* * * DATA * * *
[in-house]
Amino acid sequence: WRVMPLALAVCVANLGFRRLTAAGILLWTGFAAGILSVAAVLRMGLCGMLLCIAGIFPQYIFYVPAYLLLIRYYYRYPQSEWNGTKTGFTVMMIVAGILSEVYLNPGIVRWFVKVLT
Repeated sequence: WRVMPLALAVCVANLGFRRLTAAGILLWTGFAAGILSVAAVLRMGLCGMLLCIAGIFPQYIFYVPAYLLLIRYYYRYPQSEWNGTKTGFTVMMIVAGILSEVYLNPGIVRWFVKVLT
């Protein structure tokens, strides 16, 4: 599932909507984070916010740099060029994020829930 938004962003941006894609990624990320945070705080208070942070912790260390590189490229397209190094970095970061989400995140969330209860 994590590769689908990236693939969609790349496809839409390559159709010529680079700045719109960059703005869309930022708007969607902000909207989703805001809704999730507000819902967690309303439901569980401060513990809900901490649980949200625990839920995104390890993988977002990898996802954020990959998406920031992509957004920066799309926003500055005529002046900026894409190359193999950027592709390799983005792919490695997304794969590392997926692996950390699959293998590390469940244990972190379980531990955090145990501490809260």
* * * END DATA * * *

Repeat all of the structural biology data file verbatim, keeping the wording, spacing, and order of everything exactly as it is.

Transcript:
[in-house]
Amino acid sequence: WRVMPLALAVCVANLGFRRLTAAGILLWTGFAAGILSVAAVLRMGLCGMLLCIAGIFPQYIFYVPAYLLLIRYYYRYPQSEWNGTKTGFTVMMIVAGILSEVYLNPGIVRWFVKVLT
Repeated sequence: WRVMPLALAVCVANLGFRRLTAAGILLWTGFAAGILSVAAVLRMGLCGMLLCIAGIFPQYIFYVPAYLLLIRYYYRYPQSEWNGTKTGFTVMMIVAGILSEVYLNPGIVRWFVKVLT
């Protein structure tokens, strides 16, 4: 599932909507984070916010740099060029994020829930 938004962003941006894609990624990320945070705080208070942070912790260390590189490229397209190094970095970061989400995140969330209860 994590590769689908990236693939969609790349496809839409390559159709010529680079700045719109960059703005869309930022708007969607902000909207989703805001809704999730507000819902967690309303439901569980401060513990809900901490649980949200625990839920995104390890993988977002990898996802954020990959998406920031992509957004920066799309926003500055005529002046900026894409190359193999950027592709390799983005792919490695997304794969590392997926692996950390699959293998590390469940244990972190379980531990955090145990501490809260």